Where Eagle Came From isn’t as Important as Where He is Now
Eagle arrived in San Diego on a Wings of Rescue flight from Louisiana. He was one of the more than 80 puppies and dogs on the flight rescued from overcrowded shelters. Now, one year and one week later, he’s left your Rancho Coastal Humane Society for the last time and he’s finally in his forever home.
He’s a year and three months old now. We read recently that the average American dog is a 39 pound mixed breed. That’s Eagle. But there were several things about him that were anything but average.
His behavior analysis says, “Eagle gets overstimulated easily with handling and becomes very mouthy and jumpy and will muzzle punch the handler in the face.” It went on to say, “Eagle is EXTREMELY dog reactive and does not settle when he can see or hear dogs around.”
He was a puppy. Puppies act like puppies. They don’t know how to walk on a leash. They don’t know where to potty. They don’t know which items are toys and which are not. But they’re only puppies for a little while. Then they learn and become dogs.
After a couple weeks in foster care, Eagle was adopted, then returned. He was adopted again right away, then returned. The adopters told us that, after five months living with them and playing with their kids, Eagle was just too much for them.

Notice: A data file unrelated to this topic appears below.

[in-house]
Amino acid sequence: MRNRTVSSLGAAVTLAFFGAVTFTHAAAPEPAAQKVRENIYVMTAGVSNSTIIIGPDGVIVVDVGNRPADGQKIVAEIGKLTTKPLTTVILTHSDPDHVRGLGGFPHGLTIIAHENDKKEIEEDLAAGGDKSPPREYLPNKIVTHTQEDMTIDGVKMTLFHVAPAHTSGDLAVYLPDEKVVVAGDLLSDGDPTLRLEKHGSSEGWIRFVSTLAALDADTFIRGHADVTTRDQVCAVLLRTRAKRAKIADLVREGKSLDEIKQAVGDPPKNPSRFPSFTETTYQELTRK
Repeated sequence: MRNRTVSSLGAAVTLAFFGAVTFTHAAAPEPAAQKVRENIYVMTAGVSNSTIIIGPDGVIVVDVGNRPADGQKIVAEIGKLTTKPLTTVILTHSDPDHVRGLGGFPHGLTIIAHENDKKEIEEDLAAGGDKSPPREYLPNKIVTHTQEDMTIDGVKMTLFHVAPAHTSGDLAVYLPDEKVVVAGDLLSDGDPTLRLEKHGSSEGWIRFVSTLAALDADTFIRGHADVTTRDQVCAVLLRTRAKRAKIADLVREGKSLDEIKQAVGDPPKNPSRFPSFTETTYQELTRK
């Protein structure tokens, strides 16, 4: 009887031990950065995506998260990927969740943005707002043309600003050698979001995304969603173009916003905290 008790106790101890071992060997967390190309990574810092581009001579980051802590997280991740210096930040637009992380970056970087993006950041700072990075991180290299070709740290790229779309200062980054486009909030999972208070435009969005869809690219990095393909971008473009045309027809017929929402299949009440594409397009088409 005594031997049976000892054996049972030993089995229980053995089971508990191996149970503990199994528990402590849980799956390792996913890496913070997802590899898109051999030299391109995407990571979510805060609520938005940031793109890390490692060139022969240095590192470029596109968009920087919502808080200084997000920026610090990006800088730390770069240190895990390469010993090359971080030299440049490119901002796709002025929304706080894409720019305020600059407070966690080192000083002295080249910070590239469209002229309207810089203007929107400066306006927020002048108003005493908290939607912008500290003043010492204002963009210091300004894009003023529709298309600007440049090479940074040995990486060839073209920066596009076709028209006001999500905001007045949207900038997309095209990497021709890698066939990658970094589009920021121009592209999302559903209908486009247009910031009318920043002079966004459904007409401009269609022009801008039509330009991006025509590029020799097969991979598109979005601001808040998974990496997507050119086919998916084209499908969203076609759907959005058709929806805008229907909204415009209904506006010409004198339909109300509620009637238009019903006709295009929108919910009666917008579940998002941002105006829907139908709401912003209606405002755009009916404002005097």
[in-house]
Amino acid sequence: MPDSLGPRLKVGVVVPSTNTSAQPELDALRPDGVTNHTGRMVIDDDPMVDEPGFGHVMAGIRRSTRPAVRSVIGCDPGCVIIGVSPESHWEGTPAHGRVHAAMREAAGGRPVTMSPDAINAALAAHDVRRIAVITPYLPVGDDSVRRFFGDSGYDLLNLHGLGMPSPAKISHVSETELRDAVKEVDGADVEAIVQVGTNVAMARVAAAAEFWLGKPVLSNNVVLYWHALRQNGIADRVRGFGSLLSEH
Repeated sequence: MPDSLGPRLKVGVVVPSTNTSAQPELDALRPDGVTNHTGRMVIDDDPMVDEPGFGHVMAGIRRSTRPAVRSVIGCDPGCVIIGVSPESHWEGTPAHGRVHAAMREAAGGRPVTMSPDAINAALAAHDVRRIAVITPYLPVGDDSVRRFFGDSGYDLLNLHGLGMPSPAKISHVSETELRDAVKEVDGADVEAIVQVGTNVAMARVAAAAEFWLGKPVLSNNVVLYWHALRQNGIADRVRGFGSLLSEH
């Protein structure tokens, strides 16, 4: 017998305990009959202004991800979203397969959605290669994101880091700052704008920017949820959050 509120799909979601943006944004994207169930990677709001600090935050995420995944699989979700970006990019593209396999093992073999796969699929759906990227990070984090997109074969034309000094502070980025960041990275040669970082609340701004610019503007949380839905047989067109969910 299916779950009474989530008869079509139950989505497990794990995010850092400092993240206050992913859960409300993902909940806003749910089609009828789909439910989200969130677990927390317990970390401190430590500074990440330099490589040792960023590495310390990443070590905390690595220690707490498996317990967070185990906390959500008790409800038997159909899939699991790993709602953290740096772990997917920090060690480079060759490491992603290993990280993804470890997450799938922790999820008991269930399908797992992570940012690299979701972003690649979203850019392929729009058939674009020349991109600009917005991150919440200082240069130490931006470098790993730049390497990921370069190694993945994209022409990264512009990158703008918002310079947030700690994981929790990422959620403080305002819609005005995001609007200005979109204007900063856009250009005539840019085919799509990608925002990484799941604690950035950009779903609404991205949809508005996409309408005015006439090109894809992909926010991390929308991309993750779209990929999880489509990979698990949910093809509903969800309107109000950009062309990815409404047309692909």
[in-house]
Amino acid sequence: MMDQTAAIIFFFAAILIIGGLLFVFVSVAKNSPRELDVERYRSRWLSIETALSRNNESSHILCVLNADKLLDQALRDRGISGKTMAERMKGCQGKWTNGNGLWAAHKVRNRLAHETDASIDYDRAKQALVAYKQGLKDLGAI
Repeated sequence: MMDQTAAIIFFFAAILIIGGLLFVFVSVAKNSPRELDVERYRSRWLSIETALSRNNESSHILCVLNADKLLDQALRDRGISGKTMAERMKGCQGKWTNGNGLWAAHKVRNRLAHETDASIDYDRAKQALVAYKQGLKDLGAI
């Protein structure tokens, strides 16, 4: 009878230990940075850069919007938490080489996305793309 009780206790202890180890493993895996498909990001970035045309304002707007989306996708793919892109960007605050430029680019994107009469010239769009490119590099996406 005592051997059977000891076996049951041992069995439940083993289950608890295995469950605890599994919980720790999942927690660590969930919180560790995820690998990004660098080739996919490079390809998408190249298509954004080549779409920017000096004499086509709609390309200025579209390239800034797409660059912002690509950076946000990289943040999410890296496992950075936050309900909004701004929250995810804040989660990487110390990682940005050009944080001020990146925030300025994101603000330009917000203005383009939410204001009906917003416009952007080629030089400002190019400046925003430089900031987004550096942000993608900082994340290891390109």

At the shelter we exposed Eagle to the sights and sounds of everyday life. He went on walks. We learned that he was reactive to men who were carrying something. It didn’t matter what it was. His strong reaction to other dogs didn’t seem to be going away.
In October, Eagle went into foster care with one of our volunteers. In November, this update appeared in Eagle’s file:
Eagle has been with a foster for weeks now. The foster sent us a video of him playing with a French bulldog. He told me it was by accident that they finally got together. He tried to introduce him to the Frenchie on leash and “it went bad.” Then he sent his friend into the room and Eagle ran right up to the Frenchie and sniffed him intensely. Play ensued for hours. The foster has been using positive reinforcement.
We watched Eagle improve with every picture, every video, and every trip back to RCHS. And now he’s found his forever home…with his former foster care provider.
In many shelters, Eagle would have no future. Thanks to you and your support of Rancho Coastal Humane Society, Eagle has a whole new life ahead of him. We mean it when we say, Every Animal Deserves a Tomorrow ®.